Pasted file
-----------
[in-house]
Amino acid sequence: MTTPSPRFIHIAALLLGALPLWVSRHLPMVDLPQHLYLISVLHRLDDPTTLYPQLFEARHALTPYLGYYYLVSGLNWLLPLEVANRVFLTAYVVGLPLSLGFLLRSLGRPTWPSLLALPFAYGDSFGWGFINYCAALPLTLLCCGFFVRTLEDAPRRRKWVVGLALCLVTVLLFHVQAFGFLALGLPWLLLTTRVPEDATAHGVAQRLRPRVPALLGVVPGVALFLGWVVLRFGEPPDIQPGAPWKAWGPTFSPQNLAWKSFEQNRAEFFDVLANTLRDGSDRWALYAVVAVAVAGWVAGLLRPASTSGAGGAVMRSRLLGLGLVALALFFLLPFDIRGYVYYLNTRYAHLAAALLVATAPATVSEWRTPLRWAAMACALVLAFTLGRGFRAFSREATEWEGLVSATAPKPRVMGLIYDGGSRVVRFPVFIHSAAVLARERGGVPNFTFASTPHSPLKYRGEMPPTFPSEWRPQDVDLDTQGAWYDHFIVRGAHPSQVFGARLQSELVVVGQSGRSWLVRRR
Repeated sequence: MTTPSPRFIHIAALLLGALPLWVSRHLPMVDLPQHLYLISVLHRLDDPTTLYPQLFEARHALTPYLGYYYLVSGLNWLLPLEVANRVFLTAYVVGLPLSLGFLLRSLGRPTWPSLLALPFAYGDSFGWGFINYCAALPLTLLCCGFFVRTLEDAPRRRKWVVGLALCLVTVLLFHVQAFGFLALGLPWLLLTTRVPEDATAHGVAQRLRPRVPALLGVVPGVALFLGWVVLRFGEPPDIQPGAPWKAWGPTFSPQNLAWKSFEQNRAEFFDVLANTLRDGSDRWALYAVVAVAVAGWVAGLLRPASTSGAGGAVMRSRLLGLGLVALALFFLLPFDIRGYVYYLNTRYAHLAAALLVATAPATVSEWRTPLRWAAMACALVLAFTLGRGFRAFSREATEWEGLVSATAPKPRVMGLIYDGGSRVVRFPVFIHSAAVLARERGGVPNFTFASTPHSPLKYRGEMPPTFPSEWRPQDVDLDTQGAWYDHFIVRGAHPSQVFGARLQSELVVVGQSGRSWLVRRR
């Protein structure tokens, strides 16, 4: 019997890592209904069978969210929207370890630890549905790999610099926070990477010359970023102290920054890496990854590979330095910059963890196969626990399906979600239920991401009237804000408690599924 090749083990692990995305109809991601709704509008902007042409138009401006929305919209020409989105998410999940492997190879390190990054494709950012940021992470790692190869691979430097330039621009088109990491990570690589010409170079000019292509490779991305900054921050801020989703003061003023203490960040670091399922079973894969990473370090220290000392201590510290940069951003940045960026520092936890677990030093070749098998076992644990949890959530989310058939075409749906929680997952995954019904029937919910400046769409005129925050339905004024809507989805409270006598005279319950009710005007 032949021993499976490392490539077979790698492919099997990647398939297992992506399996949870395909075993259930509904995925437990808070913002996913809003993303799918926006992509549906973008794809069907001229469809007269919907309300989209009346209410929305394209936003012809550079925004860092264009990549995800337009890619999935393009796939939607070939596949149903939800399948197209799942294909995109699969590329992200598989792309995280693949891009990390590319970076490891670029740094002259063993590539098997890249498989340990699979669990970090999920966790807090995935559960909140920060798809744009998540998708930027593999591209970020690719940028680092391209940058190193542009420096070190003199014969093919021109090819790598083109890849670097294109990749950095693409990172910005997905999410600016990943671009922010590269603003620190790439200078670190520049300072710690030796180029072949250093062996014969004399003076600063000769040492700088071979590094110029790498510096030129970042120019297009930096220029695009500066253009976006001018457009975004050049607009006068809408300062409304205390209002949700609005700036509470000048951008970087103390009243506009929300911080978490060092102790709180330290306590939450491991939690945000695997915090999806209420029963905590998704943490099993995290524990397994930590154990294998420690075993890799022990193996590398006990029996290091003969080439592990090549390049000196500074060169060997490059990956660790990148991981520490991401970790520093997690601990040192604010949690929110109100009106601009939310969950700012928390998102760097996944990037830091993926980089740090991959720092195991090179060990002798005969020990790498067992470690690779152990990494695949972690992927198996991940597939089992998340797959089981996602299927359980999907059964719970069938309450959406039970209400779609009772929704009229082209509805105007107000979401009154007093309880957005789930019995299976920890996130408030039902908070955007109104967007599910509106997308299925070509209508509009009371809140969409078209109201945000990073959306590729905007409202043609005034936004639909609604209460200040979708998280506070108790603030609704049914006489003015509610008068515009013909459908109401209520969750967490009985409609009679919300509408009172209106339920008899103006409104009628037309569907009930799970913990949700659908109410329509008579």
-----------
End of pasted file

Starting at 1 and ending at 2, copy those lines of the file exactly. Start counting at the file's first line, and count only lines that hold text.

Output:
[in-house]
Amino acid sequence: MTTPSPRFIHIAALLLGALPLWVSRHLPMVDLPQHLYLISVLHRLDDPTTLYPQLFEARHALTPYLGYYYLVSGLNWLLPLEVANRVFLTAYVVGLPLSLGFLLRSLGRPTWPSLLALPFAYGDSFGWGFINYCAALPLTLLCCGFFVRTLEDAPRRRKWVVGLALCLVTVLLFHVQAFGFLALGLPWLLLTTRVPEDATAHGVAQRLRPRVPALLGVVPGVALFLGWVVLRFGEPPDIQPGAPWKAWGPTFSPQNLAWKSFEQNRAEFFDVLANTLRDGSDRWALYAVVAVAVAGWVAGLLRPASTSGAGGAVMRSRLLGLGLVALALFFLLPFDIRGYVYYLNTRYAHLAAALLVATAPATVSEWRTPLRWAAMACALVLAFTLGRGFRAFSREATEWEGLVSATAPKPRVMGLIYDGGSRVVRFPVFIHSAAVLARERGGVPNFTFASTPHSPLKYRGEMPPTFPSEWRPQDVDLDTQGAWYDHFIVRGAHPSQVFGARLQSELVVVGQSGRSWLVRRR